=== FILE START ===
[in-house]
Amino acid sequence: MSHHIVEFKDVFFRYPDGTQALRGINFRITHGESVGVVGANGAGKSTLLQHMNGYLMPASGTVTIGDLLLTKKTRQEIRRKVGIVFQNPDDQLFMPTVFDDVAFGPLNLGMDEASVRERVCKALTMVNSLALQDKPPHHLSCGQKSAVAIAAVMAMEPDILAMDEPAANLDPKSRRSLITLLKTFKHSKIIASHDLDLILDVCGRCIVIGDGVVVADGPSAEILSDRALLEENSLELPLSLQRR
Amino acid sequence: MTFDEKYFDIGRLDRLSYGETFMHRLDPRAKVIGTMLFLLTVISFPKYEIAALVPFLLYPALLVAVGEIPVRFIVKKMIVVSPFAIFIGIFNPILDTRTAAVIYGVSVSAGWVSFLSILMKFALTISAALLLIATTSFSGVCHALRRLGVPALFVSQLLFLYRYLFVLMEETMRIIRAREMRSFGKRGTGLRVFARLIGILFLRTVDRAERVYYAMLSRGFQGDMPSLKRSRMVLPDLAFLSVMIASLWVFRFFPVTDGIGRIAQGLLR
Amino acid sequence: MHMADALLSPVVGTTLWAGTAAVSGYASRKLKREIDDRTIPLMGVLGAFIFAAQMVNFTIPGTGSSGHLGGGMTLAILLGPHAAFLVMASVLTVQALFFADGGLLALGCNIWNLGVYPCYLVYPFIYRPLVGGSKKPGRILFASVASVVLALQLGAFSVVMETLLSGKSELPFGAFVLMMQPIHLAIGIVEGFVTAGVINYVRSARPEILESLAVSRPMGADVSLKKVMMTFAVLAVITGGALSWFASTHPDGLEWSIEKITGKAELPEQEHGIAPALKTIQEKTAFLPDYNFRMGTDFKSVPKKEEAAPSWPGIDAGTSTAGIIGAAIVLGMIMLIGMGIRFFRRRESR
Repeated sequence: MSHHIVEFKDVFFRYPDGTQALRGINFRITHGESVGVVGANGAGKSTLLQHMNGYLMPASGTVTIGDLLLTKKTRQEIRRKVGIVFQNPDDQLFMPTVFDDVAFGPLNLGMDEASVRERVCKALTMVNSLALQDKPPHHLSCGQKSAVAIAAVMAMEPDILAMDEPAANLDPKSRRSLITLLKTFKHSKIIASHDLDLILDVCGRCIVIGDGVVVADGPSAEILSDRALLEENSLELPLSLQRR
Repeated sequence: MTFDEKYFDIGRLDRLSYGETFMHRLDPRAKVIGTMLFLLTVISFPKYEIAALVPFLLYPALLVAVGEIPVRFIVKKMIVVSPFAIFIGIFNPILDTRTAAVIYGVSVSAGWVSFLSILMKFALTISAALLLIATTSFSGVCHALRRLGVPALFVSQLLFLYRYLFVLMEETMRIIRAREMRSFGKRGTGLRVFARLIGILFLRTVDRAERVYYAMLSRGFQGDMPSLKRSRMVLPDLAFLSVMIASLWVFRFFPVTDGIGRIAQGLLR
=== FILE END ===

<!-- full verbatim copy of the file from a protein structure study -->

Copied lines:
[in-house]
Amino acid sequence: MSHHIVEFKDVFFRYPDGTQALRGINFRITHGESVGVVGANGAGKSTLLQHMNGYLMPASGTVTIGDLLLTKKTRQEIRRKVGIVFQNPDDQLFMPTVFDDVAFGPLNLGMDEASVRERVCKALTMVNSLALQDKPPHHLSCGQKSAVAIAAVMAMEPDILAMDEPAANLDPKSRRSLITLLKTFKHSKIIASHDLDLILDVCGRCIVIGDGVVVADGPSAEILSDRALLEENSLELPLSLQRR
Amino acid sequence: MTFDEKYFDIGRLDRLSYGETFMHRLDPRAKVIGTMLFLLTVISFPKYEIAALVPFLLYPALLVAVGEIPVRFIVKKMIVVSPFAIFIGIFNPILDTRTAAVIYGVSVSAGWVSFLSILMKFALTISAALLLIATTSFSGVCHALRRLGVPALFVSQLLFLYRYLFVLMEETMRIIRAREMRSFGKRGTGLRVFARLIGILFLRTVDRAERVYYAMLSRGFQGDMPSLKRSRMVLPDLAFLSVMIASLWVFRFFPVTDGIGRIAQGLLR
Amino acid sequence: MHMADALLSPVVGTTLWAGTAAVSGYASRKLKREIDDRTIPLMGVLGAFIFAAQMVNFTIPGTGSSGHLGGGMTLAILLGPHAAFLVMASVLTVQALFFADGGLLALGCNIWNLGVYPCYLVYPFIYRPLVGGSKKPGRILFASVASVVLALQLGAFSVVMETLLSGKSELPFGAFVLMMQPIHLAIGIVEGFVTAGVINYVRSARPEILESLAVSRPMGADVSLKKVMMTFAVLAVITGGALSWFASTHPDGLEWSIEKITGKAELPEQEHGIAPALKTIQEKTAFLPDYNFRMGTDFKSVPKKEEAAPSWPGIDAGTSTAGIIGAAIVLGMIMLIGMGIRFFRRRESR
Repeated sequence: MSHHIVEFKDVFFRYPDGTQALRGINFRITHGESVGVVGANGAGKSTLLQHMNGYLMPASGTVTIGDLLLTKKTRQEIRRKVGIVFQNPDDQLFMPTVFDDVAFGPLNLGMDEASVRERVCKALTMVNSLALQDKPPHHLSCGQKSAVAIAAVMAMEPDILAMDEPAANLDPKSRRSLITLLKTFKHSKIIASHDLDLILDVCGRCIVIGDGVVVADGPSAEILSDRALLEENSLELPLSLQRR
Repeated sequence: MTFDEKYFDIGRLDRLSYGETFMHRLDPRAKVIGTMLFLLTVISFPKYEIAALVPFLLYPALLVAVGEIPVRFIVKKMIVVSPFAIFIGIFNPILDTRTAAVIYGVSVSAGWVSFLSILMKFALTISAALLLIATTSFSGVCHALRRLGVPALFVSQLLFLYRYLFVLMEETMRIIRAREMRSFGKRGTGLRVFARLIGILFLRTVDRAERVYYAMLSRGFQGDMPSLKRSRMVLPDLAFLSVMIASLWVFRFFPVTDGIGRIAQGLLR